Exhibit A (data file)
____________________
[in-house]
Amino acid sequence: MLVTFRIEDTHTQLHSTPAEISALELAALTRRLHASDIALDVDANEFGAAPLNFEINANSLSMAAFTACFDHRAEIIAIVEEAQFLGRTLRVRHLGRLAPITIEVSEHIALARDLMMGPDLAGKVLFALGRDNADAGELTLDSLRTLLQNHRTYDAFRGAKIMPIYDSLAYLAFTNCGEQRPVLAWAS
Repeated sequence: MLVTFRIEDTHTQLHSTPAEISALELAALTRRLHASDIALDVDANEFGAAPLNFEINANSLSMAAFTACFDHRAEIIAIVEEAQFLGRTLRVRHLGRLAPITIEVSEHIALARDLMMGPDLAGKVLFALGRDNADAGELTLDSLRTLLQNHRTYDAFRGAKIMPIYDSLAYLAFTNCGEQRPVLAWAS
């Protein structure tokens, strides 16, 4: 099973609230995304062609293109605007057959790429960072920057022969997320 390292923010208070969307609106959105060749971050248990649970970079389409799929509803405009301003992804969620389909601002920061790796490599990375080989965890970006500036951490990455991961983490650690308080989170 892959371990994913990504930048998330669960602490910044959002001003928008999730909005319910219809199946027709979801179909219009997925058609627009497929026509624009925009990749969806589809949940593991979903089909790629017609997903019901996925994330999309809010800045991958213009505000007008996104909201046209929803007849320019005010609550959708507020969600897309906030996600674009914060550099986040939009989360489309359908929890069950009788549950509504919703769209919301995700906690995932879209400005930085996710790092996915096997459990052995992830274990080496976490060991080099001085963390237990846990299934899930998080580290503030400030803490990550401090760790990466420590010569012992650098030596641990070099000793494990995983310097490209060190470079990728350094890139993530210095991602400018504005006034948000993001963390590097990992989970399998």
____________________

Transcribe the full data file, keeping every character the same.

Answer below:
[in-house]
Amino acid sequence: MLVTFRIEDTHTQLHSTPAEISALELAALTRRLHASDIALDVDANEFGAAPLNFEINANSLSMAAFTACFDHRAEIIAIVEEAQFLGRTLRVRHLGRLAPITIEVSEHIALARDLMMGPDLAGKVLFALGRDNADAGELTLDSLRTLLQNHRTYDAFRGAKIMPIYDSLAYLAFTNCGEQRPVLAWAS
Repeated sequence: MLVTFRIEDTHTQLHSTPAEISALELAALTRRLHASDIALDVDANEFGAAPLNFEINANSLSMAAFTACFDHRAEIIAIVEEAQFLGRTLRVRHLGRLAPITIEVSEHIALARDLMMGPDLAGKVLFALGRDNADAGELTLDSLRTLLQNHRTYDAFRGAKIMPIYDSLAYLAFTNCGEQRPVLAWAS
């Protein structure tokens, strides 16, 4: 099973609230995304062609293109605007057959790429960072920057022969997320 390292923010208070969307609106959105060749971050248990649970970079389409799929509803405009301003992804969620389909601002920061790796490599990375080989965890970006500036951490990455991961983490650690308080989170 892959371990994913990504930048998330669960602490910044959002001003928008999730909005319910219809199946027709979801179909219009997925058609627009497929026509624009925009990749969806589809949940593991979903089909790629017609997903019901996925994330999309809010800045991958213009505000007008996104909201046209929803007849320019005010609550959708507020969600897309906030996600674009914060550099986040939009989360489309359908929890069950009788549950509504919703769209919301995700906690995932879209400005930085996710790092996915096997459990052995992830274990080496976490060991080099001085963390237990846990299934899930998080580290503030400030803490990550401090760790990466420590010569012992650098030596641990070099000793494990995983310097490209060190470079990728350094890139993530210095991602400018504005006034948000993001963390590097990992989970399998």